I try to go out as much as I can to get put on to new sounds. If someone is doing an Afrobeat set, I might want to go hear that. It definitely changes the way I look at the nightlife, because I always feel like I'm punched in … But that's kind of like a sacrifice. The reason that I got into DJing is because I wanted to give people the vibe that I never thought we were getting when we were going out … Back when Travis $cott was really hot, I was like, "Oh, I want to hear that new Trav record." I wouldn't hear it. "Oh, I want to hear that new Young Thug record." Didn't hear it. I want to give people the vibe that I was missing out on.

So, at the end of the night, when I'm unplugging all my equipment and someone walks up to me and says, "Bro, that was crazy what you did. I never heard a set like that." That's my enjoyment.

I look at the Twin Cities as a place with amazing opportunities, a place where there's a lot of creativity, but it has not all come to fruition yet. The city has seen a lot of DJs prosper, and you're certainly among them. As you continue to grow your brand, how do you set yourself apart and create your identity for spectators to be like, "Yeah, that's J. Blasé?"

I'm not scared to take risks. A lot of deejays, and this is kind of Minnesota nightlife in general, we have such a small community here that people can find themselves getting complacent really easily, by mistake too. They do these same venues every Saturday and the crowd's not complaining to them. So, they feel like they're doing a good job. Me, I'm always just like, "What's going to make the crowd shocked?" I like playing a song that makes you uncomfortable so that it makes them pay attention to my mix, so then I go into something even crazier.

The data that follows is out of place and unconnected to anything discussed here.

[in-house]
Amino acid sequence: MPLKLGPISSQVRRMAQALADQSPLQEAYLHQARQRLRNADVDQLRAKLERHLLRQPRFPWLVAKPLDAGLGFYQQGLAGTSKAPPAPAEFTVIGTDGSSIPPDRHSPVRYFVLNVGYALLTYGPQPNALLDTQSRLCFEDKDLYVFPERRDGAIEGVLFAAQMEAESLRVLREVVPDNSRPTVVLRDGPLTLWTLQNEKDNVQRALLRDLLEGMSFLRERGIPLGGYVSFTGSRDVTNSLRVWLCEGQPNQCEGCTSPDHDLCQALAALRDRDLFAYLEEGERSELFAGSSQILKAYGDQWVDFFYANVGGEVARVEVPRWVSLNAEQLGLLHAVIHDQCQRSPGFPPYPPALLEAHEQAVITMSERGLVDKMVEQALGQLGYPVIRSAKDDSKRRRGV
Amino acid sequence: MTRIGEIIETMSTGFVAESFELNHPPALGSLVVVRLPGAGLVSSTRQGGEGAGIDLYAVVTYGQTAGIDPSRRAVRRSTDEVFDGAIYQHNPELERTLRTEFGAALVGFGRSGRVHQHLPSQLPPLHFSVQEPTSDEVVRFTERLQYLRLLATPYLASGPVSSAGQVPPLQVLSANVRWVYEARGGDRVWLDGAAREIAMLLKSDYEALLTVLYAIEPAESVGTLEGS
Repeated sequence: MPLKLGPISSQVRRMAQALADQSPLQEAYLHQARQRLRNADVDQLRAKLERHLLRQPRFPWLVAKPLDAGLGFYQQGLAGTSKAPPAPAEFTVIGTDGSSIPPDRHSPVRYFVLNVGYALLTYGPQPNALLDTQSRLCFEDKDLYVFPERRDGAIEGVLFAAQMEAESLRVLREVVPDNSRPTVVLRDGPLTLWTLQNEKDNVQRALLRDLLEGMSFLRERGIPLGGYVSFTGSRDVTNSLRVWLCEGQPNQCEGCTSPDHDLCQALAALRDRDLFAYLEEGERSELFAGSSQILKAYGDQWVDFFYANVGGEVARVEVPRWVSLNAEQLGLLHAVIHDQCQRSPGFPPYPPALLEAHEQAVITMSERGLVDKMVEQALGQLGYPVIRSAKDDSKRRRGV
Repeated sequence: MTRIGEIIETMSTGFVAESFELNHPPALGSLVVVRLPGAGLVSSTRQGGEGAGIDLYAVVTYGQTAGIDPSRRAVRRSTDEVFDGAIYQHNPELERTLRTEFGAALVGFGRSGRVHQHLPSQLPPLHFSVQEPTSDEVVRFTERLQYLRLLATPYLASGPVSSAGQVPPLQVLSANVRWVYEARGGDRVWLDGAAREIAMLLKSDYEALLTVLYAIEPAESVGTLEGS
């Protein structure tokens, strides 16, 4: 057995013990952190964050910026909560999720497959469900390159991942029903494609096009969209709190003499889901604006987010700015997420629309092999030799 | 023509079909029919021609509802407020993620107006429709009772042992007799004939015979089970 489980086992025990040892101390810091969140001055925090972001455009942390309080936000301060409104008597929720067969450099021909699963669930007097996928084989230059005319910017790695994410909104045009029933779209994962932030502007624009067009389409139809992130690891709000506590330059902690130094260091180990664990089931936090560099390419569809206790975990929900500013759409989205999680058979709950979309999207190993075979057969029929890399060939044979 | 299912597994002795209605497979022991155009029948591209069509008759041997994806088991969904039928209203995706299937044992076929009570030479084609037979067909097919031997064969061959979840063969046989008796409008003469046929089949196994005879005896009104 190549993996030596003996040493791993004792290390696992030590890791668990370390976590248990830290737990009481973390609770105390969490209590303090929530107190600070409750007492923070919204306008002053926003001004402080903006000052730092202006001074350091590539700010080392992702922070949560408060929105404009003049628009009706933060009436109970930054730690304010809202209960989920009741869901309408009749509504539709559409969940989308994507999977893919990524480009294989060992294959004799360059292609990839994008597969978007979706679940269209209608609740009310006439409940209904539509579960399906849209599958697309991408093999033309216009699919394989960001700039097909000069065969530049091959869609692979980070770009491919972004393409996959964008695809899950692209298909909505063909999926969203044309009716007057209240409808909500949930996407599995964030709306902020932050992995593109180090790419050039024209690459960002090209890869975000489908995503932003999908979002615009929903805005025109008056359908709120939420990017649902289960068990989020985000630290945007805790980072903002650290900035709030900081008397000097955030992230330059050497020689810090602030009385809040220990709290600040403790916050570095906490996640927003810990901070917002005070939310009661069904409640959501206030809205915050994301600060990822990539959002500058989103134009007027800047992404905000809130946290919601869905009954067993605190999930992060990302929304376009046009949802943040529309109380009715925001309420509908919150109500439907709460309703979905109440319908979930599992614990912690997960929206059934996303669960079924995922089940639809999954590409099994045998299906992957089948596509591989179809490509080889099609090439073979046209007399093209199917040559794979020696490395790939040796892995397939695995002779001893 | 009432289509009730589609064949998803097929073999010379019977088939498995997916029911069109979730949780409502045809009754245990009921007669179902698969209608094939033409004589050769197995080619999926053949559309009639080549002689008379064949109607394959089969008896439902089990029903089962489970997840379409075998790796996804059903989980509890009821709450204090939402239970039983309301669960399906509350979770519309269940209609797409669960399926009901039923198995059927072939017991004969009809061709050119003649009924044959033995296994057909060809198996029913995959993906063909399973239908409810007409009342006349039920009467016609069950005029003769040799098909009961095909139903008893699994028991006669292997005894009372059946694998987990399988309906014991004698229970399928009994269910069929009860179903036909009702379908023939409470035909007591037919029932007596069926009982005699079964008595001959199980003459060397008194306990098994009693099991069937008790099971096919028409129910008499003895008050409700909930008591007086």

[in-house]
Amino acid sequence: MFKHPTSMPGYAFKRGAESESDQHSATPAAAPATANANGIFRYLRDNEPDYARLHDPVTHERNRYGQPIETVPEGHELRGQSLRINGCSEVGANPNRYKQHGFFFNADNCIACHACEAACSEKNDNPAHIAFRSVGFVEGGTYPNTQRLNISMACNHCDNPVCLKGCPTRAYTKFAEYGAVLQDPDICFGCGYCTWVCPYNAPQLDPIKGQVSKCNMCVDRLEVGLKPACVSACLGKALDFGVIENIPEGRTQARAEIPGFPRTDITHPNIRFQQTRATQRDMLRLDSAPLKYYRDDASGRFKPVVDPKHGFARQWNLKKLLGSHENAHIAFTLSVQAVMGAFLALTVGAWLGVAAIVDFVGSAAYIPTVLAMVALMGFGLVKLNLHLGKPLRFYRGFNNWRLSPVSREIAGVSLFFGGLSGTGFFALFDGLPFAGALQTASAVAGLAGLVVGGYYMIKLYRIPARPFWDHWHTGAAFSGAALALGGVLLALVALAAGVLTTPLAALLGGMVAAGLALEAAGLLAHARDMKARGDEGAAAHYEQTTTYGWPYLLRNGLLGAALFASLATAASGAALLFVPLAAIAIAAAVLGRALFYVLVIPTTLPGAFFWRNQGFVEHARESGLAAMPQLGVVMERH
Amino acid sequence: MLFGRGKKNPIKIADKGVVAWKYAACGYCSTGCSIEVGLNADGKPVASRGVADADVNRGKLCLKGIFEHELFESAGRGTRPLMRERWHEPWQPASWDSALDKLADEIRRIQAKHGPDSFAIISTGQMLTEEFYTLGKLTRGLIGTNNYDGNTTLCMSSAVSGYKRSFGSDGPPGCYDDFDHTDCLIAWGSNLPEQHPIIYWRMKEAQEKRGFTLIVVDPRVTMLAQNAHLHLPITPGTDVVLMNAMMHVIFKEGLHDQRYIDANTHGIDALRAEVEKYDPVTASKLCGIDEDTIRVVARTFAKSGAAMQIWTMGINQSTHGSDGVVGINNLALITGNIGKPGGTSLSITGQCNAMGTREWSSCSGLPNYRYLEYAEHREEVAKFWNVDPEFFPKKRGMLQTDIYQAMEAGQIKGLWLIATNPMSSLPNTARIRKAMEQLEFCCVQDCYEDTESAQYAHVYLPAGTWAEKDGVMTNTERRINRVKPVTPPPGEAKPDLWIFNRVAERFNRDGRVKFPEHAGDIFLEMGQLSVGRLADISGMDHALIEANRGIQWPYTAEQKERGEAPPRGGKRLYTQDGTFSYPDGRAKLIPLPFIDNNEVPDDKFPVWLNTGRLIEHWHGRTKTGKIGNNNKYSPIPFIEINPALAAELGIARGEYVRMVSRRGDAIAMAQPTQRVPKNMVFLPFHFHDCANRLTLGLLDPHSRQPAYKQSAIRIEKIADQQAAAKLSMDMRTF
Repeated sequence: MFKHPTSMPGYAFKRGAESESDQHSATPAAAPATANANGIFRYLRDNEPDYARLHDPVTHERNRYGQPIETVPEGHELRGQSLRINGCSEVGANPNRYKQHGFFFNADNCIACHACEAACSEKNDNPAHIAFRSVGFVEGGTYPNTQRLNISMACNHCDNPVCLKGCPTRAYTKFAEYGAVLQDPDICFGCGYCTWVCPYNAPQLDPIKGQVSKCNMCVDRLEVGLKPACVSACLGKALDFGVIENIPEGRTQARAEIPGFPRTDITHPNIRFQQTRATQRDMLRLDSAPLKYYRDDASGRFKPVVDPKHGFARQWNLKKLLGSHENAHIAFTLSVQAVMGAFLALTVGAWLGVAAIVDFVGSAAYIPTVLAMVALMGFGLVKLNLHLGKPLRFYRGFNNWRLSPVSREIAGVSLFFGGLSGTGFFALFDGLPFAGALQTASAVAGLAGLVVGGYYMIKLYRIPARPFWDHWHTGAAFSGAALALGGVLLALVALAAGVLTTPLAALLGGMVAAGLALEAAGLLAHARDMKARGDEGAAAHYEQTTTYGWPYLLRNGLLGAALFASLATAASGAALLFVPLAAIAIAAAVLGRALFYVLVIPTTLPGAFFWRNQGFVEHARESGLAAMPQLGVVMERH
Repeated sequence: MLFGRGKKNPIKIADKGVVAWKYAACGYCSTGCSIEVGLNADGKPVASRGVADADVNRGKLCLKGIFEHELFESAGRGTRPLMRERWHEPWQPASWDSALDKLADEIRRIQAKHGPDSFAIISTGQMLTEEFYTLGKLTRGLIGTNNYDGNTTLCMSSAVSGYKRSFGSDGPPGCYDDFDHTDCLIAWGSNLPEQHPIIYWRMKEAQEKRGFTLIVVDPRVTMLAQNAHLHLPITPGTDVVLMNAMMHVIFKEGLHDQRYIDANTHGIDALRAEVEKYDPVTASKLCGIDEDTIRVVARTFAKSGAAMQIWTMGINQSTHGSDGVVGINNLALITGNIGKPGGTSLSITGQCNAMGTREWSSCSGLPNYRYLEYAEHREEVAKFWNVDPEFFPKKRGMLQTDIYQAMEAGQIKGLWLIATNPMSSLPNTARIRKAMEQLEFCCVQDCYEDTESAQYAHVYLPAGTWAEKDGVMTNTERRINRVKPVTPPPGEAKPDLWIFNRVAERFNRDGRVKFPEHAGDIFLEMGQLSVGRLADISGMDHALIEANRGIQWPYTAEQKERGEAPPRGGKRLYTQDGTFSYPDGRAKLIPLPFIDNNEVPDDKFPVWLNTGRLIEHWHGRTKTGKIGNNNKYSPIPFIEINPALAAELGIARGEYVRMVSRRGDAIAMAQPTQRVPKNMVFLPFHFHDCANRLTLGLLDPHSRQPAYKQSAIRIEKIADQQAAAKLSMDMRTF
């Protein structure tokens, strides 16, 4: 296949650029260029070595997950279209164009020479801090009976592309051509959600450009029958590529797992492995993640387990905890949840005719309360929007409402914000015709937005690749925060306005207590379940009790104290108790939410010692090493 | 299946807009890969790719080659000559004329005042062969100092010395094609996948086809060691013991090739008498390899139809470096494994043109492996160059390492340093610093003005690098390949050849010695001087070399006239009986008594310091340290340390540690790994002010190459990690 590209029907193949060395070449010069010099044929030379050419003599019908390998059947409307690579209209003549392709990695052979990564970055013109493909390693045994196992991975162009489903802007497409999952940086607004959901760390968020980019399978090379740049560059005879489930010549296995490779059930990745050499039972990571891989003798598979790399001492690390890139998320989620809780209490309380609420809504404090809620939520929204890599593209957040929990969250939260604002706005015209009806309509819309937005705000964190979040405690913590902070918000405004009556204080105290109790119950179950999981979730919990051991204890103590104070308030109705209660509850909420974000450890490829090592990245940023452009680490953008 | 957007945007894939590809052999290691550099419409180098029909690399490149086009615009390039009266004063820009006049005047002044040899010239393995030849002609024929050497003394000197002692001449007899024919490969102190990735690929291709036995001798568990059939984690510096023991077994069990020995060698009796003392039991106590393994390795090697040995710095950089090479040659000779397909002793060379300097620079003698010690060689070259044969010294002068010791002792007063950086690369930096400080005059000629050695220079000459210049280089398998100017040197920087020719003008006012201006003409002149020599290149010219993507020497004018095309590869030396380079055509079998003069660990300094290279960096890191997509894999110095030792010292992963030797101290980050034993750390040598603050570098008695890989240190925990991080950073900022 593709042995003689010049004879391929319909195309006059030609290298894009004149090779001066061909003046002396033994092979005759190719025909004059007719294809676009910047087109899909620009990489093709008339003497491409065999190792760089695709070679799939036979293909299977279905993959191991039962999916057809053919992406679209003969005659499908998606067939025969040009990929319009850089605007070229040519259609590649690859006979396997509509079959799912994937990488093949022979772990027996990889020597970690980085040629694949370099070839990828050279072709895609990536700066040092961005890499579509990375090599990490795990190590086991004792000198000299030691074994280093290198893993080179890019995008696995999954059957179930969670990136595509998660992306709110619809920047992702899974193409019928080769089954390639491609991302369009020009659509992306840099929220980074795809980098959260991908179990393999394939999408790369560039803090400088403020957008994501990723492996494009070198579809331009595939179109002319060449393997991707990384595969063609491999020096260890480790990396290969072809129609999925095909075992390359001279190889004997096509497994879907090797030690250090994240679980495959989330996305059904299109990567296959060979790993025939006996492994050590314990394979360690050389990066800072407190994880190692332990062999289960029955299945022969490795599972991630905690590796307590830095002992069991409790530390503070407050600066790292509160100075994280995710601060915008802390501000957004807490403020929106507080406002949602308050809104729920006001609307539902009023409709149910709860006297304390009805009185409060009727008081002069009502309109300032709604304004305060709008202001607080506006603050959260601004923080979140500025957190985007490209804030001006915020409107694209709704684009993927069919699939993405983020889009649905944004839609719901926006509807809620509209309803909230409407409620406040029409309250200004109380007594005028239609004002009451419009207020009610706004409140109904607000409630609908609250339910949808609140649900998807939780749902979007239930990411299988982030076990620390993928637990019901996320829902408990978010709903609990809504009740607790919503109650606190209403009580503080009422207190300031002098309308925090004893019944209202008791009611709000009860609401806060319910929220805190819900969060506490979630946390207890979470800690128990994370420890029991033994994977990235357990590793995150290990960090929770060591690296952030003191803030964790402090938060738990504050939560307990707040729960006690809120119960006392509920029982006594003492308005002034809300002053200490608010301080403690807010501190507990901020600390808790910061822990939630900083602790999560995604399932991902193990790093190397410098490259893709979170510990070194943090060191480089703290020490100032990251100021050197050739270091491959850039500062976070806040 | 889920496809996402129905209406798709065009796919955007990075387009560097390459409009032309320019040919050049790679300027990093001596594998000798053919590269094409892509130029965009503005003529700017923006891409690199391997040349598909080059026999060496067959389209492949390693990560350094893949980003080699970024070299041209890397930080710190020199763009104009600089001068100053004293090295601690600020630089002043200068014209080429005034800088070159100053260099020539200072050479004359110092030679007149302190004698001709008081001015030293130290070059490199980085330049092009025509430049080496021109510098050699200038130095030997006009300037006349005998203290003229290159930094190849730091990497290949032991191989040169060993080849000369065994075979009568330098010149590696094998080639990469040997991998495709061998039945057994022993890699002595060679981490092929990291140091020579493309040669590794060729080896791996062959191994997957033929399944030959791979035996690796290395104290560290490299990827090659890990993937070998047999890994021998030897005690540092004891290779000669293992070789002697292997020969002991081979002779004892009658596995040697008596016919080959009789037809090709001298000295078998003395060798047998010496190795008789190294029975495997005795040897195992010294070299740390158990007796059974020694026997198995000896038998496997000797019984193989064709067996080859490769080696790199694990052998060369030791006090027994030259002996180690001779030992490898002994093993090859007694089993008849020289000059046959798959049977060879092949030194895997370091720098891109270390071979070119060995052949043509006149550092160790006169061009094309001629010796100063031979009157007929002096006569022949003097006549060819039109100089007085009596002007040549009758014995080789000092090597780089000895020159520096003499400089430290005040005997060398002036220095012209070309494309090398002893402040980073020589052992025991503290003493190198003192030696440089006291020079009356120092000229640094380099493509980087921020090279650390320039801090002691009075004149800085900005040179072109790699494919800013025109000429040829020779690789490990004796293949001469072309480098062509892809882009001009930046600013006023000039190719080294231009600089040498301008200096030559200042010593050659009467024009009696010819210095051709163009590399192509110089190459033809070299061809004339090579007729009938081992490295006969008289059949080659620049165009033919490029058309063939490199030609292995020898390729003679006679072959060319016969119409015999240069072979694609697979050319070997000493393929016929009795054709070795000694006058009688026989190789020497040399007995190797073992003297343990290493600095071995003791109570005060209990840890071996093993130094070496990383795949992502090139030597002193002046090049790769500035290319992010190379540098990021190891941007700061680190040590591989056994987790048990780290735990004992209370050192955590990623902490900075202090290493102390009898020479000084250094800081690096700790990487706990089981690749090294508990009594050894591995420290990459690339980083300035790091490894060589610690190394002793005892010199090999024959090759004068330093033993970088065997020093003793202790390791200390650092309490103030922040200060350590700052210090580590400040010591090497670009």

Are there things that you try to do, as like as like branding, that helps you stick out even more?

I'm really, honestly, just blessed in that sense. I've known a lot of people through my walks of life and meet people so randomly that when I started DJing it was very organic that people wanted to come to my events. It wasn't J.Blasé throwing on his promoter hat and saying, "Come to my event." People kind of naturally gravitated to me, because they knew me as a person and my personality.

That's kinda of how Blasé N Friends got started too, right?